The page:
James Graham, 2nd Marquess of Montrose (1631?–1669) was a Scottish nobleman and judge, surnamed the "Good" Marquess.
He was the second son of James Graham, 1st Marquess of Montrose, by his wife, Lady Magdalene Carnegie, daughter of David Carnegie, 1st Earl of Southesk. Shortly after the death of his elder brother at the Bog of Gight in 1645, he was seized by General John Urry at Montrose, Angus where, aged about 14 years, he was attending school with a tutor. They were for a time imprisoned in Edinburgh Castle.
On the execution of the 1st Marquess of Montrose for high treason on 20 May 1650, the Montrose estates were forfeited. After the defeat of Charles II in 1652, Montrose made an appearance in London, was received by Oliver Cromwell, and quickly departed for Scotland, where his estates were restored to him. In the following year he took part in the rising in the Highlands under William Cunningham, 9th Earl of Glencairn. In March 1653-4 he quarrelled there to the point of violence with his hereditary enemy Lord Lorne (the courtesy title of the future 9th Earl of Argyll). When matters in the Highlands began to look desperate, he and Glencairn sent to George Monck that they might surrender, on terms of life. Shortly afterwards Montrose with a force of two hundred men was completely routed by a smaller force under Cornet Peas. He and his party then made separate peace terms with Monck, agreeing on the 23rd to come to Dundee and give up their arms, and arrange securities.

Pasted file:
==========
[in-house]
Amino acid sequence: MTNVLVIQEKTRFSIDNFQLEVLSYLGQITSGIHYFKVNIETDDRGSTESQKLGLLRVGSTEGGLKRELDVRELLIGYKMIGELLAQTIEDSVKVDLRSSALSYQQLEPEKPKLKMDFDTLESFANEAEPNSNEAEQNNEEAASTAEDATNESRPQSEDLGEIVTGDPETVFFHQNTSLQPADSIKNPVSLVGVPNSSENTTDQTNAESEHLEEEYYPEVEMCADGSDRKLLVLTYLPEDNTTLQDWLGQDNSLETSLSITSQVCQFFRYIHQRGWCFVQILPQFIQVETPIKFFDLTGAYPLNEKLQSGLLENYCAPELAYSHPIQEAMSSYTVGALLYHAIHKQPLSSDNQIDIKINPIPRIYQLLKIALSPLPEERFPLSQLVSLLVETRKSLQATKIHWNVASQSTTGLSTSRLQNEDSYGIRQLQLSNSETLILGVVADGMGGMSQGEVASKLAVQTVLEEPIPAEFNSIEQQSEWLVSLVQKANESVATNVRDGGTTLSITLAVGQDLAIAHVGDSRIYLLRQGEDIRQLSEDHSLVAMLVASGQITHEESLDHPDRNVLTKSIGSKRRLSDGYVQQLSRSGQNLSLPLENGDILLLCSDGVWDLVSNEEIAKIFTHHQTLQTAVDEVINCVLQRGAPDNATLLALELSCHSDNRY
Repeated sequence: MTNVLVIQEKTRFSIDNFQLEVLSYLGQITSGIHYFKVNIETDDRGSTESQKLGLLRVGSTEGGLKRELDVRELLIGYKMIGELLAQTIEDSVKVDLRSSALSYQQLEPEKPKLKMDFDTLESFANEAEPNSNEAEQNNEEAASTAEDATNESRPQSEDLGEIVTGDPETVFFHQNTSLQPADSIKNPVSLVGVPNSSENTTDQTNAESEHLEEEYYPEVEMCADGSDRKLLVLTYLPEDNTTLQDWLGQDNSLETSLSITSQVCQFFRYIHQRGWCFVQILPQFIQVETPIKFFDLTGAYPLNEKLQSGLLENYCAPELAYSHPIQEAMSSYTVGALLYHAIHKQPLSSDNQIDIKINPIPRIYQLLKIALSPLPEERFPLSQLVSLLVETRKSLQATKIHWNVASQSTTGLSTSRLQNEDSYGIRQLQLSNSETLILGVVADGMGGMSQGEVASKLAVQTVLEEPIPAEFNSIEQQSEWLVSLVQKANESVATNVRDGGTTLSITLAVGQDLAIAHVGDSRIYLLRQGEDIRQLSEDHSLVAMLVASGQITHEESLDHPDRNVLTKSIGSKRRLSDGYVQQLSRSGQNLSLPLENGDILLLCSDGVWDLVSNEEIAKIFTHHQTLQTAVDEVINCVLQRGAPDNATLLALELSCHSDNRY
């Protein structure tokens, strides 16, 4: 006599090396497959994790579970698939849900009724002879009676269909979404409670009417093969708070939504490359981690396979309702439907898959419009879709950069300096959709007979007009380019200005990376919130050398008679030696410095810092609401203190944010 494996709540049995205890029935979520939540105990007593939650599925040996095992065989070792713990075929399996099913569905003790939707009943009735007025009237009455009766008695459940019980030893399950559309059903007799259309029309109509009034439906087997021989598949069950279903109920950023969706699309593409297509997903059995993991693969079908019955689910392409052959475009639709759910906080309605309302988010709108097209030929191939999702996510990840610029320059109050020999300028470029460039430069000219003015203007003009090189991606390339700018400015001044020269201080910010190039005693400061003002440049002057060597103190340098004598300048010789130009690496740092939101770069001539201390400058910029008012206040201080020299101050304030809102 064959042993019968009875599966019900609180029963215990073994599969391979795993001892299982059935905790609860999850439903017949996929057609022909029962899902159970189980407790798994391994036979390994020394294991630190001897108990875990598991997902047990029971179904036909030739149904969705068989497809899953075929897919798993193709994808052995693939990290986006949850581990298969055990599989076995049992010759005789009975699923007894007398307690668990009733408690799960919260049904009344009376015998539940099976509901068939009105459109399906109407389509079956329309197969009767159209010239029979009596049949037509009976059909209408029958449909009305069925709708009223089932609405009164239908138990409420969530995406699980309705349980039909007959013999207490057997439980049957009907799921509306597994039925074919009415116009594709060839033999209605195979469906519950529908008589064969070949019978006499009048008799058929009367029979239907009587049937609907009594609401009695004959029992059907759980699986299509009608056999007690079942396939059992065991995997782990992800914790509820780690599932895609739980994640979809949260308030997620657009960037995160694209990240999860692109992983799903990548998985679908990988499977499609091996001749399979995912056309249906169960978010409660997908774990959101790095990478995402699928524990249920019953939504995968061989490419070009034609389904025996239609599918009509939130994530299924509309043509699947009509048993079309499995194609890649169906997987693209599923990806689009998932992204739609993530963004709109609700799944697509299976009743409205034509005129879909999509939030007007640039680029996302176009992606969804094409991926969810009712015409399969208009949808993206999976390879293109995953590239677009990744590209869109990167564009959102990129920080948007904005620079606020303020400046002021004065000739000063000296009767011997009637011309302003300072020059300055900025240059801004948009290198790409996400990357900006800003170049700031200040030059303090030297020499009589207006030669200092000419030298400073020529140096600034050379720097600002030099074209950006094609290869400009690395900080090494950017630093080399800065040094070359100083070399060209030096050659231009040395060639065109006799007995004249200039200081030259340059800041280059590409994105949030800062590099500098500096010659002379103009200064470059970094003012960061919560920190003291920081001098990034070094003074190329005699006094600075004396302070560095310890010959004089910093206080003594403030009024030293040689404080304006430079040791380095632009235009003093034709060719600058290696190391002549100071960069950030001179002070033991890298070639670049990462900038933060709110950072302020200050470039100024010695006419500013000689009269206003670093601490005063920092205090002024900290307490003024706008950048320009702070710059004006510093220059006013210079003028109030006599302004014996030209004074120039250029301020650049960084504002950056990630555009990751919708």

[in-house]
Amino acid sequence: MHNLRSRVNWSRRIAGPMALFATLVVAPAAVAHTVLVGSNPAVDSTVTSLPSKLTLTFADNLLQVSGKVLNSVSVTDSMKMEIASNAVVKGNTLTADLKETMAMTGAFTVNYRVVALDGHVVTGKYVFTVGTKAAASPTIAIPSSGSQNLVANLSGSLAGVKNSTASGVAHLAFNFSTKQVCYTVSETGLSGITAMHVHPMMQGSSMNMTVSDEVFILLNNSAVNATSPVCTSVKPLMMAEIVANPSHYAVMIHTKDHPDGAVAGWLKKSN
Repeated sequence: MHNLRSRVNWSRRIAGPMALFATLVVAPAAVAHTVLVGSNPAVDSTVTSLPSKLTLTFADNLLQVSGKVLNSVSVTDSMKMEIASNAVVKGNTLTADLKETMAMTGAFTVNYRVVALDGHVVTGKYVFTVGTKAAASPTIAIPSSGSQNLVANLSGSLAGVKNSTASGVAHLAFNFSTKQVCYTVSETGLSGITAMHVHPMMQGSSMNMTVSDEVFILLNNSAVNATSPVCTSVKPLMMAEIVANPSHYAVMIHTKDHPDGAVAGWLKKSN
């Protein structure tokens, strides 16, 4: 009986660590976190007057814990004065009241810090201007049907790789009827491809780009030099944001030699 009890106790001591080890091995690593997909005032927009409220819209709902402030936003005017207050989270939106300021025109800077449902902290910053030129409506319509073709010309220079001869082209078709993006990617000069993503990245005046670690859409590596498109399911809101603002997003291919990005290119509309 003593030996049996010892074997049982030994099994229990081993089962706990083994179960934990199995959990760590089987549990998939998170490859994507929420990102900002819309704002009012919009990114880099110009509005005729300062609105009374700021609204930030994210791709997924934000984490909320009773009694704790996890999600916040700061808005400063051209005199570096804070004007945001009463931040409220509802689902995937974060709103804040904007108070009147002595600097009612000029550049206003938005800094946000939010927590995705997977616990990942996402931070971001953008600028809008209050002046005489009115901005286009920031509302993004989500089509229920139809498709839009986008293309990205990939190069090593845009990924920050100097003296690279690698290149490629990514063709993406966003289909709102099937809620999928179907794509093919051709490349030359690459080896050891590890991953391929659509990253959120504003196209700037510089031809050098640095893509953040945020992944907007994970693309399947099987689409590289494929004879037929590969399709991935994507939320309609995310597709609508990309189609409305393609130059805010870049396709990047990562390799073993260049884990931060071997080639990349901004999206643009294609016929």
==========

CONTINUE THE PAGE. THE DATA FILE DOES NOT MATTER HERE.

After the Restoration Montrose took part on 1 Jan. 1661 in the state funeral of his father at Holyrood Abbey. He declined to vote at the trial of Archibald Campbell, 1st Marquess of Argyll in the following April, saying he could not be impartial. Montrose made a monetary claim against his son, Archibald Campbell, 9th Earl of Argyll, as a recompense for lands which had been given to the Marquess of Montrose on his father's forfeitures. The matter led to litigation between them, but a negotiated arrangement was reached, and on 23 February 1667 they drank each other's healths in the presence of the lord commissioners.
Montrose was appointed an extraordinary lord of session, 25 June 1668. He died in February of the following year, and Argyll, whom he appointed guardian to his son, journeyed from Inverary to Perthshire to attend his funeral.
By his wife, Lady Isabella Douglas, countess dowager of Roxburghe as widow of Robert Ker, 1st Earl of Roxburghe, and fifth daughter of William Douglas, 7th Earl of Morton, Montrose had two sons, James Graham, 3rd Marquess of Montrose (died 1684) and Charles, who died young, and two daughters.